Friday, May 23, 2008

Navel Gazing 101

Whenever we go on a long trip, we listen to audio books in the car. This involves a lot of compromise because the books have to appeal to both me and DH, have limited scenes that are inappropriate for kids to hear (they're usually listening to DVDs on headphones, but will occasionally pop their heads up for a string of curse words on our audiobook) and be available at our local library. So far, I've discovered that I like John Grisham and am okay with some Jeffrey Archer. Sometimes we get kid's books and we all listen - the last time around we got E.L. Konigsburg's From the Mixed Up Files of Mrs. Basil E. Frankweiler. Because we only got through half of it, J then got the actual book so that he could finish it on his own - an unforeseen benefit.

This trip, we got a couple of books by authors I'd certainly heard of but never read, and I discovered a curious thing about grown-up books that I'd forgotten about - extensive navel-gazing. When you write and read mostly books for kids, there is usually limited navel gazing. I've been told that I need to up this amount and delve deeper into what my characters are thinking and feeling at any given time. I've discovered there are limits to this. Namely with a very famous thriller. I liked the beginning of the book and it got pretty creepy pretty fast. But then he started going off onto these weird tangents that didn't have anything to do with the action at hand. Which would have been fine if the characters were at the grocery store or having a boring day at work. It got irritating when the monastery was crawling with demonic images that meant that sometime in the next 24 hours great harm was going to come to all of the inhabitants. The MC gets attacked in a snowy courtyard by some unseen assailant, and the next thing you know he's off thinking about the texture of some particularly good chocolate chip cookies made by a nuclear engineer. For like three and a half minutes.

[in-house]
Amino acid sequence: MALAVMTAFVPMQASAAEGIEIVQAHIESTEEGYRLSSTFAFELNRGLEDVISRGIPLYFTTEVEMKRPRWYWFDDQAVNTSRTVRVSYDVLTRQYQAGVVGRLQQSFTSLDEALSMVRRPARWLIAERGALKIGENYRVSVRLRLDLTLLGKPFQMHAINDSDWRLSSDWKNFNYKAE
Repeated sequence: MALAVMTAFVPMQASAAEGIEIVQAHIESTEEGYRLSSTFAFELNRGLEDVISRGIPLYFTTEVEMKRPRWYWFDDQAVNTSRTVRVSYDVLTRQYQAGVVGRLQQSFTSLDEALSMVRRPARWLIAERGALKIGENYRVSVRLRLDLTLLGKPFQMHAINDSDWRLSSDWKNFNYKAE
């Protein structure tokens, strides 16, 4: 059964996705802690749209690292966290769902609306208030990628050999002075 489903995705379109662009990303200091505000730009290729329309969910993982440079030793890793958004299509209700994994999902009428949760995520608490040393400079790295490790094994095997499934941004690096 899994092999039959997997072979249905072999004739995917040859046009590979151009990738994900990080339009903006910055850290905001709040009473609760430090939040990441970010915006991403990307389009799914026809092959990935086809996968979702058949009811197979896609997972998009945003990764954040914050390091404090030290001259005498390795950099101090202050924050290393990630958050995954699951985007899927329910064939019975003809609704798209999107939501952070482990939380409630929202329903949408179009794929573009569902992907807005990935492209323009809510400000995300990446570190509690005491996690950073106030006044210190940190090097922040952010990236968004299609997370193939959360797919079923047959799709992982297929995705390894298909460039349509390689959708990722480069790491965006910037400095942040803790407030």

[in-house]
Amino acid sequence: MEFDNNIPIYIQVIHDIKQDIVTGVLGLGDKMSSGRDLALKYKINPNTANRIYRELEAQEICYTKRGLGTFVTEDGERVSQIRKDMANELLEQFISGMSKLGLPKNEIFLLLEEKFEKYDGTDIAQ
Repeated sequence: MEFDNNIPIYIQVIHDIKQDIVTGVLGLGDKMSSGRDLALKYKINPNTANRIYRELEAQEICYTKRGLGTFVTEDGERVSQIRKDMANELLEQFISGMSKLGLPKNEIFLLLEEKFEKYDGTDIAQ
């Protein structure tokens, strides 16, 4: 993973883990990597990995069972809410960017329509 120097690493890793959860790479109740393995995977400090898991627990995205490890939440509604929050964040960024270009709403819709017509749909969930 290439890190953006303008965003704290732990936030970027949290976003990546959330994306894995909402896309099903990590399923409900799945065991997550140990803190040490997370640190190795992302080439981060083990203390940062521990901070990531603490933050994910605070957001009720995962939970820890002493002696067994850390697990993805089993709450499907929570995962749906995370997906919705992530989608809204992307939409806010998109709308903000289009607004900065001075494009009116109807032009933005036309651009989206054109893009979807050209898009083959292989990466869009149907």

After several instances where the action and tension were completely suspended for a lengthy monologue about the town where he grew up, etc. I finally turned to DH to ask if it bothered him. He just shrugged, so maybe it's me. In any case, I finally couldn't stand it anymore and switched books to Peter Mayle's Encore Provence. This book is pretty much nothing but navel-gazing, but that is the whole point, so its okay. Except it makes you really really hungry for food that isn't available at any of the fast food joints off the I-5. Pate' en croute anyone?

On this date: In 1934, police kill Bonnie and Clyde.

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